It’s not a secret that I’ve loved The Bold Type since it’s first few episodes released. For me, it came out at a time that I had gotten my first leadership role in a campus publication and has been a huge inspiration to me as a writer, person in media, and a professional woman in the 21st century.
That being said, the end of season 4 was–to be frank–not it. Here are my thoughts on why all three of Kat’s, Stutton’s, and Jane’s storylines are taking a step backward in terms of representation and feminism.
Kat’s story-line has probably been the most controversial. Prompting the actress, Aisha Dee, to make an extended Instagram post on representation, Kat’s story-line is a hot mess. Starting the story-line with her fighting with her parents and trying to find a job ending in hooking up with a white republican woman who doesn’t share a thing in common with her.
Kat’s character has always been a little frustrating to me. I love her, I want to be as brave as her, but sometimes they have her do things that just don’t make sense or are massively cringe-y. The biggest one that stands out to me was the way they had her navigate lesbian, and queer women spaces for the first time. As soon as she walked into a room with other queer women they immediately started hitting on her. The writers perpetuate this idea that queer women find another queer woman and immediately have to hook-up. It’s a tacky stereotype we’ve been trying to distance ourselves from for decades (and one reason why the L Word is not great representation).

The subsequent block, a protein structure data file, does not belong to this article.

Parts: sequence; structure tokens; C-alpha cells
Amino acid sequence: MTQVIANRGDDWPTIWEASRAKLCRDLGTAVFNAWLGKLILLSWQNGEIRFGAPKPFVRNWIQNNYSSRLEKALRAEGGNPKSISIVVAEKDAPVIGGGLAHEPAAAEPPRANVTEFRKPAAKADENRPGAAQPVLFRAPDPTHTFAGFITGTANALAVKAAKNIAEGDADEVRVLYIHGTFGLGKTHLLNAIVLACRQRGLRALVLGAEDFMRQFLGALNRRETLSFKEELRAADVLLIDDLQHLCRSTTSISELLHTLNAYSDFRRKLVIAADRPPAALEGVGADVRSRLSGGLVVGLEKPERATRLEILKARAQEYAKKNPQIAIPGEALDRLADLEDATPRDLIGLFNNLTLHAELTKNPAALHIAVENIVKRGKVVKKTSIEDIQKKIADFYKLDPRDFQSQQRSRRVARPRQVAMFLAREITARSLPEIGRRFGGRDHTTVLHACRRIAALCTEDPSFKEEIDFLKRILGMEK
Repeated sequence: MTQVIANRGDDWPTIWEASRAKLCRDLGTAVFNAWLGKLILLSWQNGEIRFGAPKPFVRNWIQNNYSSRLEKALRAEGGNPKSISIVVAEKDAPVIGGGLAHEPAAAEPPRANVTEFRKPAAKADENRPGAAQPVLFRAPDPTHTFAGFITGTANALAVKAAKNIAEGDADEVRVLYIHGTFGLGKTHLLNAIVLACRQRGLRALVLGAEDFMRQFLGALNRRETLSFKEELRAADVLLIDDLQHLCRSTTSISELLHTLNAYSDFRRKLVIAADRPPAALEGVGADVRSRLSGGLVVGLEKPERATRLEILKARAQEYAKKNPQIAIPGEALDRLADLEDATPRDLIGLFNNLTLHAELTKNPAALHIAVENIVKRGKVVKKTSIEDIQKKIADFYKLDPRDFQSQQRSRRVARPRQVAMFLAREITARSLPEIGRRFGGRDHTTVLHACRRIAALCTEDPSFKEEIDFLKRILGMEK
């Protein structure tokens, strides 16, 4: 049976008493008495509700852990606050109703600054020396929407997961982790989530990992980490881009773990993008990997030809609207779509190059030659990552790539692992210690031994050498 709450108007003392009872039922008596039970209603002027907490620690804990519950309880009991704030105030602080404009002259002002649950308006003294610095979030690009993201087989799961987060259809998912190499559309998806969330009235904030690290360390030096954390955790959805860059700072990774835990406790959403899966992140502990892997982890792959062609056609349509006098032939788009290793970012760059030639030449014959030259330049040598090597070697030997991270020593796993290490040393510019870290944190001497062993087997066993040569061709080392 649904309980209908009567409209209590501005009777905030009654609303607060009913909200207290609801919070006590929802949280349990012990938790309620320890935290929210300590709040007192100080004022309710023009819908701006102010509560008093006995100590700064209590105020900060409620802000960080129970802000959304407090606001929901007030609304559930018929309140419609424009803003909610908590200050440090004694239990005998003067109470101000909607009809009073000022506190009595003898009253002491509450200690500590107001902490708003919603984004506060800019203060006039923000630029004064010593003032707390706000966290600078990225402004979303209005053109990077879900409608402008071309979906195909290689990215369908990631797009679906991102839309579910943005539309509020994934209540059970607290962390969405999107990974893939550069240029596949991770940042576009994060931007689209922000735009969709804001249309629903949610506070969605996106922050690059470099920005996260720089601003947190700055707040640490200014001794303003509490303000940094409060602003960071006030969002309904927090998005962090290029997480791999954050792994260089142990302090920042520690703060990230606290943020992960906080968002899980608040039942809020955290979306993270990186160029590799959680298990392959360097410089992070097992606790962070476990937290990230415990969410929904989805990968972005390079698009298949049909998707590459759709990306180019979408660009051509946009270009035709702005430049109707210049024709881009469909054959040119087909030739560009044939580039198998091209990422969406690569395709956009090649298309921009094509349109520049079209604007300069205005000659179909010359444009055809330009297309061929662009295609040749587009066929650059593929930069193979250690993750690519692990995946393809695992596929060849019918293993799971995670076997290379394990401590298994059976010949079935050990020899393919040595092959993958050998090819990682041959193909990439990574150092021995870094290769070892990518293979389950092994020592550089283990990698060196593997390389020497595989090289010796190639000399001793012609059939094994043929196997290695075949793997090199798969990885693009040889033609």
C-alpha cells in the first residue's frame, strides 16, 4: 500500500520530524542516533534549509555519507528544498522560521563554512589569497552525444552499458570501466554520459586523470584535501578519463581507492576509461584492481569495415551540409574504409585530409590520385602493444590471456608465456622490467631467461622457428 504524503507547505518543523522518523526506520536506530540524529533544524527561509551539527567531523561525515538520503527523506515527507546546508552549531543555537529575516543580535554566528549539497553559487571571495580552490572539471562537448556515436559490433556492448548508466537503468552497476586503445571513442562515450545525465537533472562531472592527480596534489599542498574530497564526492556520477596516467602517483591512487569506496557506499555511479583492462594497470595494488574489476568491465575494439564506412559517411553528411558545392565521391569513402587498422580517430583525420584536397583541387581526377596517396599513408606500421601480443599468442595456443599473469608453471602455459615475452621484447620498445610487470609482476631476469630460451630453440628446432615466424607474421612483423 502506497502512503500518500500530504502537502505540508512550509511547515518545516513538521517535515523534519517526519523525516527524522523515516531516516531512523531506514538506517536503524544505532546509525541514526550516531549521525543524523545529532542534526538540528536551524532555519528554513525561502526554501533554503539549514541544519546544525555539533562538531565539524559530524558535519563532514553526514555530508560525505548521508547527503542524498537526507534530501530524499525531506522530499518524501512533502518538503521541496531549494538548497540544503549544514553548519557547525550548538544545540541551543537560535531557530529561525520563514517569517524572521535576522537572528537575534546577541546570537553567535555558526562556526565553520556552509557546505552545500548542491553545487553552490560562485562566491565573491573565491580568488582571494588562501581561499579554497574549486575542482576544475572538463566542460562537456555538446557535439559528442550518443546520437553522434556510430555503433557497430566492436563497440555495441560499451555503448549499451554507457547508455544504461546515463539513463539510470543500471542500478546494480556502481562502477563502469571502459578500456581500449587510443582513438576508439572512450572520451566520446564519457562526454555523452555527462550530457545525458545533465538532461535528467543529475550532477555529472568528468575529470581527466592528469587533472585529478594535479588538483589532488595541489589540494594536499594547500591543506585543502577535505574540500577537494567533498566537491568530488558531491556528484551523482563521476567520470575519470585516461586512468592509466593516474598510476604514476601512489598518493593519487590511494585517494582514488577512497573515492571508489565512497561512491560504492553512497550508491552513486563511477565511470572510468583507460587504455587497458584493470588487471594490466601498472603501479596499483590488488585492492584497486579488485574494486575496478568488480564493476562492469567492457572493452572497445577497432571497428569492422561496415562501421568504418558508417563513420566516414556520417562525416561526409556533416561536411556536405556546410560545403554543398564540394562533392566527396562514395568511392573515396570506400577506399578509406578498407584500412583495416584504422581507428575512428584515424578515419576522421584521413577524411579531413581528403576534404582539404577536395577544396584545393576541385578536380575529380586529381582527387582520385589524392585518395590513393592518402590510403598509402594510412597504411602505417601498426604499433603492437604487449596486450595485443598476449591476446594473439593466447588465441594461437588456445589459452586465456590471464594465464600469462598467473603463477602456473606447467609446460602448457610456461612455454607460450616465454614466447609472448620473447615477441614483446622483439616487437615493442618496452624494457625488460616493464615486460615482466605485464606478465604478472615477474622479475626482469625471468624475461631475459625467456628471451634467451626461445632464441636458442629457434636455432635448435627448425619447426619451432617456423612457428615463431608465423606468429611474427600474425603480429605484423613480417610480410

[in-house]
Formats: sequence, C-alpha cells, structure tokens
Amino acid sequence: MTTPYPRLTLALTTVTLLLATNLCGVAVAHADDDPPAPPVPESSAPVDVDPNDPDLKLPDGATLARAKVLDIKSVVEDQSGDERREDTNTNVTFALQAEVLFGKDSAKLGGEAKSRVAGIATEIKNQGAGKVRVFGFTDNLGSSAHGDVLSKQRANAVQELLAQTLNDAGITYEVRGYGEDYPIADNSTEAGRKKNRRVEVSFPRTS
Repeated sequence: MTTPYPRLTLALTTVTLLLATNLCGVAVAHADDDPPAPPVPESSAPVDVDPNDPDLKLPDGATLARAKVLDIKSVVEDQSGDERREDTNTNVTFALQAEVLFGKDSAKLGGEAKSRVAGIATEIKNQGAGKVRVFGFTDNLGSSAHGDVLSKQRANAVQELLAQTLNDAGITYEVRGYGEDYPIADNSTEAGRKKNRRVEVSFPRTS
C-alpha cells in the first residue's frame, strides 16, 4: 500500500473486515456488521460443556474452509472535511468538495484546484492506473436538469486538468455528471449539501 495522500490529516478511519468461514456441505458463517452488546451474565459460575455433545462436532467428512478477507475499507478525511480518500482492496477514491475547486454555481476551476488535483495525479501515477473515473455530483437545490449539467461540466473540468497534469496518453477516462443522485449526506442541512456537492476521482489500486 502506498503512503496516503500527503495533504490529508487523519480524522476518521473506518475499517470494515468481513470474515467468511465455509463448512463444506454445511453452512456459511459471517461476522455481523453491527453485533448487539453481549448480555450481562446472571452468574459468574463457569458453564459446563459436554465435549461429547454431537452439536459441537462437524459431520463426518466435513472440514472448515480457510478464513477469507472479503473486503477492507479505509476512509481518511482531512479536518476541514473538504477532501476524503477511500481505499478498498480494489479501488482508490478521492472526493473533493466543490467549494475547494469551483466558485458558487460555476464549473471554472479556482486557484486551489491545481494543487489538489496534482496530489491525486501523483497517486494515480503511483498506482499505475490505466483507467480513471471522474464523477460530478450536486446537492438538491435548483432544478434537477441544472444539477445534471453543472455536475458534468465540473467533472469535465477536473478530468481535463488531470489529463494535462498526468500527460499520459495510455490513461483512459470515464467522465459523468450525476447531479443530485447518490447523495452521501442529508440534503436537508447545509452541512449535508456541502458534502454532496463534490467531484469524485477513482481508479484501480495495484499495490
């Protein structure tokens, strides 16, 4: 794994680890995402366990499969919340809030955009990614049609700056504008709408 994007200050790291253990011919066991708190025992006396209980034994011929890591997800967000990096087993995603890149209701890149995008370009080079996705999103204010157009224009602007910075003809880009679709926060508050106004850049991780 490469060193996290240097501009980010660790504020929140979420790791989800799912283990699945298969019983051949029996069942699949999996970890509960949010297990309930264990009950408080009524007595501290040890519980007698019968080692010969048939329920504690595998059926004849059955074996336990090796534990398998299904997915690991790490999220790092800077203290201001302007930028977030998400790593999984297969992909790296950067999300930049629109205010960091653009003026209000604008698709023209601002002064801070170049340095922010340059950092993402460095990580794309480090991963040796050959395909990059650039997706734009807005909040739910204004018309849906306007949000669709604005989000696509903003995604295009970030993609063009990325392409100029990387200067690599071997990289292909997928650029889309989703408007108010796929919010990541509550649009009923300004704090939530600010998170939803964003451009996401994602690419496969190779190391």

This all makes sense when you read Aisha’s post. “It took two seasons to get a BIPOC in the writer’s room for The Bold Type.” She goes on to talk about how only two episodes were directed by a Black woman and how it took two seasons for them to get someone who knew how to style her hair. Not once does she mention any LGBT+ representation in the writer’s room or otherwise. The Bold Type is talking about important stories but doesn’t have anyone with personal experiences of them in the writer’s room or in the director’s chair.
Now in Season 4, Kat is attracted to the woman who threatened her. Who continually undermines her. Who is white and privileged and conservative. I had hoped this storyline would have been about teaching Ava how hurtful her ideals were, not another gay-but-with-internalized-homophobia trope. It’s getting tired and fans are right to be outraged. This is not good representation and not something Kat would do.
The other issue I have with this storyline is that it perpetuates this stereotype that all queer girls fall into bed when they meet another queer woman. That queer women are so few an far between and we’re desperate for connection so we sleep with the first girl that’s interested. They’ve done this to Kat a lot on the show that she can’t seem to just have a female friend who’s queer without sleeping with her.